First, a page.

Why should the bio-based content of a material be measured?

It is necessary to calculate the percentage of a material derived from bio-based content because, for cost or efficiency, the biomass sometimes gets combined with non-biomass feedstocks in the application.

That said, note that none of these standards measures a material’s biodegradability and that they also don’t convey information on the sources of biomass (whether or not it was produced sustainably if it came from residual biomass sources or if the plants used were specifically grown to create the biomass).

To make decisions on the sustainability of materials, we shouldn’t rely solely on bio-based (carbon) content but also consider the entire lifecycle of the biomass used.

Is a biobased material always ‘more sustainable’ than a non-biobased product?

The production of materials always comes with an environmental footprint. Even biobased materials can still harm our ecosystems or health.

Determining the sustainability of a biobased material compared to a fossil fuel-based material depends on multiple factors. You can think about local production circumstances, the type of biobased product in production, how the resources for the materials are grown, and the kind of biobased resources used.

While using bio-based raw materials enables the transition away from fossil-based sources, there is a risk that this shift can create new environmental problems such as threatening biodiversity, irrigation issues in countries with water scarcity, the use of pesticides/fertilisers/fossil fuels for cultivation and harvesting, soil depletion, and land-use conflicts.

Products produced using bio-based materials are therefore not inherently ‘more sustainable’. The environmental impact of the entire production process must be considered via Life Cycle Assessments (LCA).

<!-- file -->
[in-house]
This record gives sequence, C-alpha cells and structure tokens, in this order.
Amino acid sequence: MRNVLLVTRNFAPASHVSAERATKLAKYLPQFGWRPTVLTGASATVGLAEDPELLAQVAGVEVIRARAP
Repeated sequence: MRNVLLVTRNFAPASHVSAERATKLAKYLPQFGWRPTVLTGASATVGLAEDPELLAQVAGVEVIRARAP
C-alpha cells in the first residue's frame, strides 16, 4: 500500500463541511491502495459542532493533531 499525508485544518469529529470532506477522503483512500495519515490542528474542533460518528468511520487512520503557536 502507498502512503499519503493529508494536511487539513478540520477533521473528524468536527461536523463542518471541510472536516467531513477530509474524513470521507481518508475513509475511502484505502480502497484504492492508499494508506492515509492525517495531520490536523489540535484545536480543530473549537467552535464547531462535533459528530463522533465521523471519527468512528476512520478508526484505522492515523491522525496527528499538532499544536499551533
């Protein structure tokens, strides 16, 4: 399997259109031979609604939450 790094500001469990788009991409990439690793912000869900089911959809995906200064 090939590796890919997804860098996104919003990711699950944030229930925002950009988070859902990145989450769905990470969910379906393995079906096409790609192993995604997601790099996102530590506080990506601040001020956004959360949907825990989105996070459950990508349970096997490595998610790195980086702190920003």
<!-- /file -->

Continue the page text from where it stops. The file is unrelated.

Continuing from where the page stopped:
Is bio-based building the future?

Bio-based building is an innovative market with a rapidly growing base of new providers and materials. Successfully implementing a circular project using bio-based applications requires an intensive collaboration between parties to experiment and innovate. For all stakeholders, it’s essential to have a common goal in mind to be transparent about the risks and responsibilities.

At StoneCycling, we’ve found that successful realisations of biobased construction projects characterise by setting realistic objectives and ambitions, support within the organisation and with key stakeholders, taking sufficient time in all phases of the process, being open to innovation in this particular market, a strong focus on cooperation and monitoring the process and capturing and sharing knowledge and experiences to help everyone go a step further!

We strongly believe that only through experimentation and learning in practice can biobased building become the norm in the future. Are you interested in our bio based building materials CornWall® or BioBasedTiles®? Click here to see how they are made and order your samples right away.